API tips for service providers regarding new heavy-duty oils

The American Petroleum Institute (API) has released a series of tips for service providers for accommodating them and training technicians about the application of the trucking industry’s newest heavy-duty diesel engine oils, API CK-4 and FA-4.

API says CK-4 oils succeeded CJ-4 engine oils and are backward compatible diesel oils. Backward compatible means CK-4 may be used where CJ-4, CI-4 with CI-4 PLUS, CI-4, CH-4, and earlier service categories are recommended. API FA-4, on the other hand, is a new arrival intended for engines built beginning with the 2017 model year. There are currently 430 CK-4 oils and 65 FA-4 oils licensed by API and more are expected, API says.

CK-4 provides improved shear stability, oxidation resistance, and aeration control over CJ-4 in the familiar SAE 15W-40 and 10W-30 viscosity grades. API says FA-4 provides similar protection to CK-4 oils, but in lower viscosity grades to meet the needs of next-generation diesel engines being built for the 2017 model year and onwards. FA-4 oils meet the same performance measures as CK-4 but API says they also help increase fuel economy in engines designed for the lower viscosity FA-4 grades.

API says key improvements to the new oils include the following:

  • Shear Stability – Shear stability is the resistance of oil molecules to shearing or breaking down under extreme stress inside the engine. Shear causes oil to decrease to a lower viscosity, and excessive viscosity loss could affect how well the oil can protect the engine. CK-4 and FA-4 oils with have improved shear stability compared to CJ-4 oils.
  • Oxidation Stability – Oil oxidation is one of the main reasons for oil breakdown and it occurs more readily under higher engine operating temperatures. With many newer engines running hotter, CK-4 and FA-4 standards deliver improved oxidation stability versus CJ-4 oils.
  • Aeration – Aeration is the entrainment of air bubbles in the oil, which can limit the ability for oil to cool and protect the engine. Newer engines with higher operating temperatures and pressures can increase the amount of air trapped in oil. As oil is more regularly used as a hydraulic fluid for valve-train actuation, this task can be compromised by aerated oil. CK-4 and FA-4 oils provide greater protection against aeration.
  • Fuel Economy – You may have heard of the term High Temperature High Shear (HTHS) as the new oils were being developed. CK-4 oils are being called “High HTHS” engine oils because their viscosities are the same as those found in CJ-4 oils. In contrast, FA-4 oils are being called “Low HTHS” oils because their viscosities are lower. These Low HTHS oils have been developed to provide engine manufacturers with a tool that will help them meet more stringent fuel economy and greenhouse gas emissions requirements.

With some new diesel engines requiring FA-4 oils, API says customers, shops and technicians need to know how to manage CJ-4, CK-4, and FA-4 oils in their facilities. API recommends service providers create a transition plan for the shop; there may be a need for increased storage and the clear identification of the lubricants will reduce confusion.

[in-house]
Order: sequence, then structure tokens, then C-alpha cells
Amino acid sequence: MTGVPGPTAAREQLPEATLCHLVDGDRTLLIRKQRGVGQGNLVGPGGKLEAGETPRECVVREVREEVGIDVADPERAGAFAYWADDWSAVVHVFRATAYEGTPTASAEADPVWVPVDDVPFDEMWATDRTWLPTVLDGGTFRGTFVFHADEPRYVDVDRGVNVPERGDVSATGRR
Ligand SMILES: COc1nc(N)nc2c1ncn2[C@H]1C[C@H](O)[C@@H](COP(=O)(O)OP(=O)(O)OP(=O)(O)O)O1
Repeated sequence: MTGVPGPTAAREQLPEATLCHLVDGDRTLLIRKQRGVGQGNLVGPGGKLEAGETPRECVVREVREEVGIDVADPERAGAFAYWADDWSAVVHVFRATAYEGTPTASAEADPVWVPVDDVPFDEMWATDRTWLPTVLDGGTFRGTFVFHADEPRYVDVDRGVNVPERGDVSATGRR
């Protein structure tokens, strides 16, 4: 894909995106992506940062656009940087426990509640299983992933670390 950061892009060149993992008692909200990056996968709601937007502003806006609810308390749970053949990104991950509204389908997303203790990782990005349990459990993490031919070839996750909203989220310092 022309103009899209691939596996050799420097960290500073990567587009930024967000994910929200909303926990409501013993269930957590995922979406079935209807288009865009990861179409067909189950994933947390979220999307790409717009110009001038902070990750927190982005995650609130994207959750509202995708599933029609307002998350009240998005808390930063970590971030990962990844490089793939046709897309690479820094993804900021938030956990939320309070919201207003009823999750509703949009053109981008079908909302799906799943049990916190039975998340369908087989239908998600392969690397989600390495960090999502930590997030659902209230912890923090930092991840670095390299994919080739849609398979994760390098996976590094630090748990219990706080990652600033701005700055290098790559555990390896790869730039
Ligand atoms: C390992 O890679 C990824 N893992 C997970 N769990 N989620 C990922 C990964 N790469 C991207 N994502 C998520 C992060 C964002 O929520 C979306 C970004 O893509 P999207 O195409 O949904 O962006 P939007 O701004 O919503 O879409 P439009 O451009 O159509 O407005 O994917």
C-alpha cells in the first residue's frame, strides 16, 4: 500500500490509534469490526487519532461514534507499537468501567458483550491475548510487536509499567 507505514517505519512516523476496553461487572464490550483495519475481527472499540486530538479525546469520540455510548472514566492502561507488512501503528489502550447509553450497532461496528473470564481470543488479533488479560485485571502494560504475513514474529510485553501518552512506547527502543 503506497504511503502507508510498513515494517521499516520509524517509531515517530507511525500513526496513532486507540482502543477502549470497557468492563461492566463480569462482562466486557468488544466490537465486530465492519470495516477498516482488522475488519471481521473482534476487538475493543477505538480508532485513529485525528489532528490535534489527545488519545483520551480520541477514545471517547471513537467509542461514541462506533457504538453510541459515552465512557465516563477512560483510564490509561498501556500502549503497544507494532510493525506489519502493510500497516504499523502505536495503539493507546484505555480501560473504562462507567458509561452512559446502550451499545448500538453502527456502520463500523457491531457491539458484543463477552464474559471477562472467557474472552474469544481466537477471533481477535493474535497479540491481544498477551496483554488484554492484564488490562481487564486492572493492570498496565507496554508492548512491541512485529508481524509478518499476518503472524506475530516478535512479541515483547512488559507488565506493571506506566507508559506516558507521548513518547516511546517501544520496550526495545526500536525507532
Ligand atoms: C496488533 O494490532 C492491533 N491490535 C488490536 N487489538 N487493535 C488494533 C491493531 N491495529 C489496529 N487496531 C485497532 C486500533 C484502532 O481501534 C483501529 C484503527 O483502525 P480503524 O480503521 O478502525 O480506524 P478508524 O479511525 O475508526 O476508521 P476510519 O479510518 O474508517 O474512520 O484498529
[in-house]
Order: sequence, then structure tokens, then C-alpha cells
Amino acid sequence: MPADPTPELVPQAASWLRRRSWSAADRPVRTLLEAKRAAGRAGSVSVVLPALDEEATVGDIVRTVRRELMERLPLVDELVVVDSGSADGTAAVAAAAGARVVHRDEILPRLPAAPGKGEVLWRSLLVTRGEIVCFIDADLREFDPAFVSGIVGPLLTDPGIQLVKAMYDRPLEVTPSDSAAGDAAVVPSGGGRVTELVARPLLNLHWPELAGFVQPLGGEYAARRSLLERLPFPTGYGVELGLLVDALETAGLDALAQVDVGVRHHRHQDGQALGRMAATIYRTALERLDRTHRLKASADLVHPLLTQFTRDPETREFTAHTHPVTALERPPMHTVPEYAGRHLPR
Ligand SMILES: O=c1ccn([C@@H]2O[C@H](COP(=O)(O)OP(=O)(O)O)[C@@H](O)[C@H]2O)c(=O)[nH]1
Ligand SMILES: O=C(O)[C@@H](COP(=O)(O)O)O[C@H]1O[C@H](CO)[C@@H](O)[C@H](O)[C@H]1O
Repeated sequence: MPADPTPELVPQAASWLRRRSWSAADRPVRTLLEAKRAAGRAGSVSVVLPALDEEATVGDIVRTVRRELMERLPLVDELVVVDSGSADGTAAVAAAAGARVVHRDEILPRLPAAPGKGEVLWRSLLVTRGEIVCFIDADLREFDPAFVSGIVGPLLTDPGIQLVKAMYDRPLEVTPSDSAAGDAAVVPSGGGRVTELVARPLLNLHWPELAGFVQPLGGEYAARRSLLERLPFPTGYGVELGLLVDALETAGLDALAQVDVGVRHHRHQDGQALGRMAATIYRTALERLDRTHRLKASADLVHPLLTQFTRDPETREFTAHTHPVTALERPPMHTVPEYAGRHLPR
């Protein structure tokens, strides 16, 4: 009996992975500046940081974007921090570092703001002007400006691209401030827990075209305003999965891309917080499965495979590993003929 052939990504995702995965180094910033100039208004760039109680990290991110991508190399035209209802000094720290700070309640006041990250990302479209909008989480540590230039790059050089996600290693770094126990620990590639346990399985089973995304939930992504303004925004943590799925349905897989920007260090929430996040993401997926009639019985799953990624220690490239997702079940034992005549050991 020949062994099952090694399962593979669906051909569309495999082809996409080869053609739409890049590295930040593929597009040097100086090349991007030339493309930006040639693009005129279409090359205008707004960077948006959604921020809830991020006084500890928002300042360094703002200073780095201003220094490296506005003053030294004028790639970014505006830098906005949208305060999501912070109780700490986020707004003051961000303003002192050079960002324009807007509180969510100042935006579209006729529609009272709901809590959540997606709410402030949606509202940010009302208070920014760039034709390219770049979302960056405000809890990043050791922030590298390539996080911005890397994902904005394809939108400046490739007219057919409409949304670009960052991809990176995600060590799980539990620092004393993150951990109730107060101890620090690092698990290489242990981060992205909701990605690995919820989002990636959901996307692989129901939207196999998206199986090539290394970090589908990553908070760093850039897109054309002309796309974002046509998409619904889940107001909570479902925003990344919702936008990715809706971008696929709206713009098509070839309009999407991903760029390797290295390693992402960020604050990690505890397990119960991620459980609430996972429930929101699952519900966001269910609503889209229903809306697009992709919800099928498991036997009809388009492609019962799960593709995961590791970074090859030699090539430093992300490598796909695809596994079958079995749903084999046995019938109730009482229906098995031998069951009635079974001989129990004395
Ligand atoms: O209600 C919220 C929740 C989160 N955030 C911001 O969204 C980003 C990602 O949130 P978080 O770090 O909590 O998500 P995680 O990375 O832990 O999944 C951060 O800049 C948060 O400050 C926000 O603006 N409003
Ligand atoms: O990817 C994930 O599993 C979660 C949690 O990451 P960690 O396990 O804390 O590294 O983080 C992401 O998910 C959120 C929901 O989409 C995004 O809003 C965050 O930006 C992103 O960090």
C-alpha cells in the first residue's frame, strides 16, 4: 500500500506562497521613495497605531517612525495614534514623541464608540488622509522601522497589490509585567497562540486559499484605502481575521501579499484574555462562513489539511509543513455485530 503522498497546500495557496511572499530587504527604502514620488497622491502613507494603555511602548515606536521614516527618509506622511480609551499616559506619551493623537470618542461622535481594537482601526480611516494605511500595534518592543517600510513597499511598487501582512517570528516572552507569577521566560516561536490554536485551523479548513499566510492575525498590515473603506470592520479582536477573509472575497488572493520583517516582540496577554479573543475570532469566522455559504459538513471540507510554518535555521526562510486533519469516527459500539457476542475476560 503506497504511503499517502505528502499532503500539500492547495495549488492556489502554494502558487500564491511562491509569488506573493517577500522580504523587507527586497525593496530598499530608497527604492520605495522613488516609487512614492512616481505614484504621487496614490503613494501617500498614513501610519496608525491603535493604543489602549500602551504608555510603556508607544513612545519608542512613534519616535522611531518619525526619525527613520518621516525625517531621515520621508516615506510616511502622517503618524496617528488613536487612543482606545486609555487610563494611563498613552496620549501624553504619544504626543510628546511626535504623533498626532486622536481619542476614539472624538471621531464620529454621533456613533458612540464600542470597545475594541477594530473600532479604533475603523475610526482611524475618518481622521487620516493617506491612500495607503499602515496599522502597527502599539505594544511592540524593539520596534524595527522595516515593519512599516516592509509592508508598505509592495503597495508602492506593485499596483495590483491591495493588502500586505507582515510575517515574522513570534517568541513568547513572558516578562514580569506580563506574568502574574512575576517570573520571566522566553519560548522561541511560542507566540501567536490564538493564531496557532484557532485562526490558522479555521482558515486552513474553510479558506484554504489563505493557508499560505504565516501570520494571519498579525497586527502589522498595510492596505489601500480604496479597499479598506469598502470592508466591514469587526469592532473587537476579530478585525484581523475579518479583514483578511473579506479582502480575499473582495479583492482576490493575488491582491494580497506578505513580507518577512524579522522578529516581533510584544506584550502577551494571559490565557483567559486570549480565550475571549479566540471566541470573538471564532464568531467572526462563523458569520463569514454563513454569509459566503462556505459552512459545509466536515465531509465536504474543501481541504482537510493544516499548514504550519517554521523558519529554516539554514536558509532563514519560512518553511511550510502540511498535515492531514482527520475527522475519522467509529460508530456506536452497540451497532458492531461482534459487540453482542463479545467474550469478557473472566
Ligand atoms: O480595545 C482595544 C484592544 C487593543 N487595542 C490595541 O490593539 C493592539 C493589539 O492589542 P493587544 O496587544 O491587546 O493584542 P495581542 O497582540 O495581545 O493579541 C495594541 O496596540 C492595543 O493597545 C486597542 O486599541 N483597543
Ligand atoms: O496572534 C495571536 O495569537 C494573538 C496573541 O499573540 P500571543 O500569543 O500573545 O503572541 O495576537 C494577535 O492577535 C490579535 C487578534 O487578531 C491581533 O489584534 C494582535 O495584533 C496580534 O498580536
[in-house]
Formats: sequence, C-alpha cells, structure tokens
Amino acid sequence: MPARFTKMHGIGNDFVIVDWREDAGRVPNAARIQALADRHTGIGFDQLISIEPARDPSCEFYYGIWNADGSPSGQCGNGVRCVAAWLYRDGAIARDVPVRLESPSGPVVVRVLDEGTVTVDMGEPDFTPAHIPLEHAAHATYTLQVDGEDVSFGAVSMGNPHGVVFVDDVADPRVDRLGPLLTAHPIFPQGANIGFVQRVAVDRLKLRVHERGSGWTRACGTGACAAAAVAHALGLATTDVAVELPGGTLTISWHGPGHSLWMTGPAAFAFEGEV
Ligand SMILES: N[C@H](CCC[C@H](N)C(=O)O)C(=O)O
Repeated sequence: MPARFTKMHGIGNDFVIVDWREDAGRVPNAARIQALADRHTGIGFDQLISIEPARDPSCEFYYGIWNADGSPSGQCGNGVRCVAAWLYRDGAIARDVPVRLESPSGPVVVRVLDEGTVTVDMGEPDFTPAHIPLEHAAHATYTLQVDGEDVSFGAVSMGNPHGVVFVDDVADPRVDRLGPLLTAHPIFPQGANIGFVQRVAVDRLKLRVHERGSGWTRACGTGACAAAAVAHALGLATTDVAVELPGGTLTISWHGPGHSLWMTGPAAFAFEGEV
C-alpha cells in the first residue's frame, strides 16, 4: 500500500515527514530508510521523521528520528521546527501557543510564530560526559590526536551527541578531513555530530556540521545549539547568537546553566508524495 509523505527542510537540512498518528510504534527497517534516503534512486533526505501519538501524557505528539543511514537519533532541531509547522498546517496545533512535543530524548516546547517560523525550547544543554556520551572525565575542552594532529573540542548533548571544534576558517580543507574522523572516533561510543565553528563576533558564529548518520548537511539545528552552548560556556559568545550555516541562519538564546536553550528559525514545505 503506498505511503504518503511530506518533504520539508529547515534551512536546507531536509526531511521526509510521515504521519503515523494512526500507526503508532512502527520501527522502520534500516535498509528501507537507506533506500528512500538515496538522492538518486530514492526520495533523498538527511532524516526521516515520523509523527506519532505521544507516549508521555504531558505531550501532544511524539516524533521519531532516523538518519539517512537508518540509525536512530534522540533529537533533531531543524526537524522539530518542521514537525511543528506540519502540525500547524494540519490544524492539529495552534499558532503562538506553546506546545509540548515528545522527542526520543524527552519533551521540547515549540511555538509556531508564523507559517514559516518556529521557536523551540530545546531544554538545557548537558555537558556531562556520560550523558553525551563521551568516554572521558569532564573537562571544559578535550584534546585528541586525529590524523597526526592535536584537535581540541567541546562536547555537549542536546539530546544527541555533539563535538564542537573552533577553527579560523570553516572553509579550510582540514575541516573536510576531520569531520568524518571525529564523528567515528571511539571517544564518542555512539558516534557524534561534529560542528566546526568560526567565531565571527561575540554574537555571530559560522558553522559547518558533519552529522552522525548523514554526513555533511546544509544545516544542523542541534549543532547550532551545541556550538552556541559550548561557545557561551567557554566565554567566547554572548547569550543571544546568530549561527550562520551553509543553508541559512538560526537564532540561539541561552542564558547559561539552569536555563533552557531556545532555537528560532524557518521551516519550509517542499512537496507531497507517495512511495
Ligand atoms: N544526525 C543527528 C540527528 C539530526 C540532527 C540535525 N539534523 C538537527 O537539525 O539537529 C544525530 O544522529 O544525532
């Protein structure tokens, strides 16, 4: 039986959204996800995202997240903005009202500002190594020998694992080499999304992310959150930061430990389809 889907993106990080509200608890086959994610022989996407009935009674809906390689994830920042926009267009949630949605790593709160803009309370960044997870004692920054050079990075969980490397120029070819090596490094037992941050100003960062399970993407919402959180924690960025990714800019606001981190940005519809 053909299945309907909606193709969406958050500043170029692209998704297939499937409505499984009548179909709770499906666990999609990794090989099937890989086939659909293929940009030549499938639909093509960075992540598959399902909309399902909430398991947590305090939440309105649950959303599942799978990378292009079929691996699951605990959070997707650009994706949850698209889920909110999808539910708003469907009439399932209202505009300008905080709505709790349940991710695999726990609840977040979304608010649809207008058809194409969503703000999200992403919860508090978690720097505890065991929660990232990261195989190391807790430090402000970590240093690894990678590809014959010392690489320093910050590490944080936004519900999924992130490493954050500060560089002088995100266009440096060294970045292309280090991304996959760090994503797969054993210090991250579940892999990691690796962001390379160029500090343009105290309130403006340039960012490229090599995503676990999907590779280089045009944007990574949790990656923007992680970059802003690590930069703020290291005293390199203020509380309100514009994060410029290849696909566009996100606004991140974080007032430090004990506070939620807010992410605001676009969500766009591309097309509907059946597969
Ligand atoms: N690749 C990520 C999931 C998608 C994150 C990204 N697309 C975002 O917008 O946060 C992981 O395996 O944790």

API says first estimate the volumes of each oil a shop will require. Always check with the truck manufacturer to see whether they require FA-4 or CK-4 oil and the viscosity grade needed.

Be sure to mark tanks, storage, tools, etc. in advance of the first delivery of product to avoid co-mingling different products and misapplication. Assess a shop’s need for both oils and check on the availability from your supplier. Also ask about specific viscosity grades since some are changing.  Identify a clear date to incorporate the new oils into the shop and clearly communicate that information to staff, API adds.

Here are six things API says service shops can do to ensure the new oils are being installed and dispersed properly.

  • Engine Requirements – FA-4 oils may not be recommended for all new engines, so be sure to check with engine manufacturers about which engines are supposed to use FA-4 oil.
  • Bulk Tanks – Replacing CJ-4 with CK-4 should be a simple transition because CK-4 is backward compatible and an improvement over CJ-4. You can still carry CJ-4 oils in drums if you want to keep some on hand.
  • Inventory – Monitor volumes of API CJ-4 lubricants vs. API CK-4 & FA-4 to ensure proper supply.
  • Identification – Clearly mark all bulk or packaged oil as appropriate for API CJ-4, CK-4 & FA-4 oil
  • Dispensing Oil – All dispensing equipment should be properly labeled with product name and viscosity grade to prevent misapplication.
  • Education – Technicians should be made aware of the changes to oil categories and requirements for each.

To help technicians and consumers differentiate between the two new oils, API also has developed a special Service Symbol Donut. The new FA-4 donut features a shaded section that sets it apart from the traditional Donut being used with API CK-4.

For more information from API regarding the new oils, please go to www.dieseloilmatters.com.

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